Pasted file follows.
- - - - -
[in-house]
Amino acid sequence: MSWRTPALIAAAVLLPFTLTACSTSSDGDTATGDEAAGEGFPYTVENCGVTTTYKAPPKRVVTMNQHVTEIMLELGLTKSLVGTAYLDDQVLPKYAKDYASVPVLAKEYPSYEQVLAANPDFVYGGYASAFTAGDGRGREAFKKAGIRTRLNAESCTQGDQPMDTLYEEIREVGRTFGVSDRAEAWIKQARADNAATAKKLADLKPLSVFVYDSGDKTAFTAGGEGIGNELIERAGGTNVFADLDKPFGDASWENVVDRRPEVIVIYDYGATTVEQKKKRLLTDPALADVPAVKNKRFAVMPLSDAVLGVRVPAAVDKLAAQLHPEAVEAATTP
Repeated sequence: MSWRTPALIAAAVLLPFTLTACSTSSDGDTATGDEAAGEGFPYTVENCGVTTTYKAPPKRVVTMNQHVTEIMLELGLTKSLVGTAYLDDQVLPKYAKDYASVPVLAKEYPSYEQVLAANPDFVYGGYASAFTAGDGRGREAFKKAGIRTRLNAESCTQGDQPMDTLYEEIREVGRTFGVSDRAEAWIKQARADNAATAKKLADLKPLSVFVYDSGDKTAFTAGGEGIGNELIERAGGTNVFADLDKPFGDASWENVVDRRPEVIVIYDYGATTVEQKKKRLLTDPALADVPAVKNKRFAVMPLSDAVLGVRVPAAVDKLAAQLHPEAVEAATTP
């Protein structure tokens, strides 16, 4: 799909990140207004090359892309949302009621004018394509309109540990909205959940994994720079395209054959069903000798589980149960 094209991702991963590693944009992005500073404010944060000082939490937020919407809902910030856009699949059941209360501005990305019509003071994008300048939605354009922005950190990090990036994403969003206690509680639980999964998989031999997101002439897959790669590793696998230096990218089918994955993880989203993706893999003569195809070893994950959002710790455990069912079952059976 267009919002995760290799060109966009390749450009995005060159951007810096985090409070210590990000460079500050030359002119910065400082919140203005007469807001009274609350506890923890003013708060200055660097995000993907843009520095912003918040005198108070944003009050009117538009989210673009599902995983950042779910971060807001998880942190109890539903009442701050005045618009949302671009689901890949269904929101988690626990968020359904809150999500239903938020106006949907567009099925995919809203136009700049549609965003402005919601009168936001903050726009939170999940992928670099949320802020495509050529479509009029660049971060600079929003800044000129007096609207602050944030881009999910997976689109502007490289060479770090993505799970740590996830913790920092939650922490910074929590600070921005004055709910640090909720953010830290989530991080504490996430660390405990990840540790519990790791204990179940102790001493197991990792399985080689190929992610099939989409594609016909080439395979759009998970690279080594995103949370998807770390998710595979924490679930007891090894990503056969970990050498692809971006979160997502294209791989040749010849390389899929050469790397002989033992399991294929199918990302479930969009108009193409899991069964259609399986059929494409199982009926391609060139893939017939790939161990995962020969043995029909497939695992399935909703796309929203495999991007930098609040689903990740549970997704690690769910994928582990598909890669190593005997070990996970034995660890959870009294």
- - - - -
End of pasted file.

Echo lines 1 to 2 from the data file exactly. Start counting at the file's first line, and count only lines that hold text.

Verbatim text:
[in-house]
Amino acid sequence: MSWRTPALIAAAVLLPFTLTACSTSSDGDTATGDEAAGEGFPYTVENCGVTTTYKAPPKRVVTMNQHVTEIMLELGLTKSLVGTAYLDDQVLPKYAKDYASVPVLAKEYPSYEQVLAANPDFVYGGYASAFTAGDGRGREAFKKAGIRTRLNAESCTQGDQPMDTLYEEIREVGRTFGVSDRAEAWIKQARADNAATAKKLADLKPLSVFVYDSGDKTAFTAGGEGIGNELIERAGGTNVFADLDKPFGDASWENVVDRRPEVIVIYDYGATTVEQKKKRLLTDPALADVPAVKNKRFAVMPLSDAVLGVRVPAAVDKLAAQLHPEAVEAATTP